••• Education •••

State school funding per-pupil ranked #16 in U.S.

U.S. Census data shows Kansas had the 16th highest state school funding per-pupil in 2016 at $7,970, based on headcount enrollment and total state aid of $3.9 billion.  Legislators therefore provided state aid that was 22 percent above the national average of $6,546 back in 2016 and KSDE estimates state aid will be $4.5 billion this year, so state aid could now be ranked inside the top ten since it exceeds $9,000 per-pupil.

Local funding per-pupil, however, was 45 percent below the national average at just $3,359 and ranked #44 in the United States.  The national average in 2016 was $6,153 per-pupil.

Should the Kansas Supreme Court reject the Legislature’s latest attempt to create adequate funding, this extraordinary disparity between the rankings of state and local aid may present a creative way to appease the Court without breaking the state budget by putting the onus on local school boards to increase property taxes if they believe they are underfunded.

To be clear, we’re not suggesting that funding or property taxes should be increased.  KPI has written extensively showing that courts have no authority to order funding increases and that spending more money does not cause achievement to improve.  The appropriate legislative response would be to ignore the court as it has no authority to dictate legislative action.  But if they are determined to do something, legislators could at least make it clear that any tax increases are by choice of local school boards.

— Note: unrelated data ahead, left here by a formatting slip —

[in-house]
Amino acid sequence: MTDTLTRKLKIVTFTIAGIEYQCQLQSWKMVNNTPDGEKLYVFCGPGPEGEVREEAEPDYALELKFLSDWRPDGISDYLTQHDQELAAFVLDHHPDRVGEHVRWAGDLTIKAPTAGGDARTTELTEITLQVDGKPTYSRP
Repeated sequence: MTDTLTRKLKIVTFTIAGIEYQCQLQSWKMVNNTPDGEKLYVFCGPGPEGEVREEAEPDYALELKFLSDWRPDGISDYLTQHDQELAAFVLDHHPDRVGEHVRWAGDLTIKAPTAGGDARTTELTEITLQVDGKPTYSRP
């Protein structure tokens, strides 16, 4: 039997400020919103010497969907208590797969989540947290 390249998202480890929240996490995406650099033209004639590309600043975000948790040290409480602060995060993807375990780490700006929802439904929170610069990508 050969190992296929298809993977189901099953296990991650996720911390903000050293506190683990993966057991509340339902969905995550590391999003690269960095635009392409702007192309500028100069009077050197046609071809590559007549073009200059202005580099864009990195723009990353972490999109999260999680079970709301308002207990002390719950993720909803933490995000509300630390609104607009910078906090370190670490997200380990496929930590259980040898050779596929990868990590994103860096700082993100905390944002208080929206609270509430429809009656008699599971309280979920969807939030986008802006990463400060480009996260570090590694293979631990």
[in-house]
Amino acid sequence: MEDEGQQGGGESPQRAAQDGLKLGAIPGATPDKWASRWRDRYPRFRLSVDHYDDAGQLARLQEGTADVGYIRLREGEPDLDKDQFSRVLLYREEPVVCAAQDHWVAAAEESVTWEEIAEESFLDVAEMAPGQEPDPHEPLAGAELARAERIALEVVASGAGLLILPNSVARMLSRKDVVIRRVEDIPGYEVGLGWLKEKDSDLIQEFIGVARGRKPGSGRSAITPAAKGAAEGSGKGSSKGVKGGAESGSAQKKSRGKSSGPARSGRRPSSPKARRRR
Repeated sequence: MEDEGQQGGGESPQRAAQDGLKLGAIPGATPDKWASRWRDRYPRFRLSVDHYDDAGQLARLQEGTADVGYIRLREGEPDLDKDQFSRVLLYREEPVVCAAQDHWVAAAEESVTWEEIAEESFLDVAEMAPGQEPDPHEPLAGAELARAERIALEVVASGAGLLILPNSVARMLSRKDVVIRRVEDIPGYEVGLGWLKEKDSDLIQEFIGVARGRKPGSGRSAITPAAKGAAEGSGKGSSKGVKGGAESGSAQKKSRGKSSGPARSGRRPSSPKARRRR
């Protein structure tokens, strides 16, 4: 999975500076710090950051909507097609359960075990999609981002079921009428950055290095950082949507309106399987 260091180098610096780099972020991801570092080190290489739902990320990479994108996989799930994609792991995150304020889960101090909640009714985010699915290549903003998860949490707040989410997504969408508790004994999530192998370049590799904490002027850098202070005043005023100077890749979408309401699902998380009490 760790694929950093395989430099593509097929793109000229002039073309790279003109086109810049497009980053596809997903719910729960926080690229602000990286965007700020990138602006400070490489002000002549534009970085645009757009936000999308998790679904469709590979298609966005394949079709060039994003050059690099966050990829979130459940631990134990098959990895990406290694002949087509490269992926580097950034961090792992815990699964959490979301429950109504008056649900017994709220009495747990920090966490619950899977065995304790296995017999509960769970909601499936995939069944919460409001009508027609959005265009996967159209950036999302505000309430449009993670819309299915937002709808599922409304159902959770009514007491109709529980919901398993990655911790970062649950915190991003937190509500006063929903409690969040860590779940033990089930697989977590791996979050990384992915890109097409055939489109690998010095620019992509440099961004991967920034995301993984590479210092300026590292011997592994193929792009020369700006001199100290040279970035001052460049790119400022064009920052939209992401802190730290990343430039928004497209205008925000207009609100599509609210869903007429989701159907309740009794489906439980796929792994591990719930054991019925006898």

Here’s one way it could work:

  1. Roll back some or all the increases to BASE aid (formerly known as Base State Aid).  Many legislators acknowledge that court-forced school funding increases are largely to blame for more than a $1 billion shortfall over the next four years despite record-setting tax collections.
  2. Grant districts additional Local Option Budget (LOB) authority that can only be accessed if (a) the local school board certifies that sufficient funds have been allocated to Instruction to allow students to meet required outcomes and (b) that the additional LOB authority is incremental to existing Instruction expenditures of the district.
  3. Make statutory provision instructing courts to interpret a district’s choosing to not access the additional LOB authority as evidence the district believes it is already adequately funded.

It’s time to stop pretending that school funding can continuously be increased without forcing tax increases.  At least this way, local school boards and administrators would have to take direct responsibility for their actions.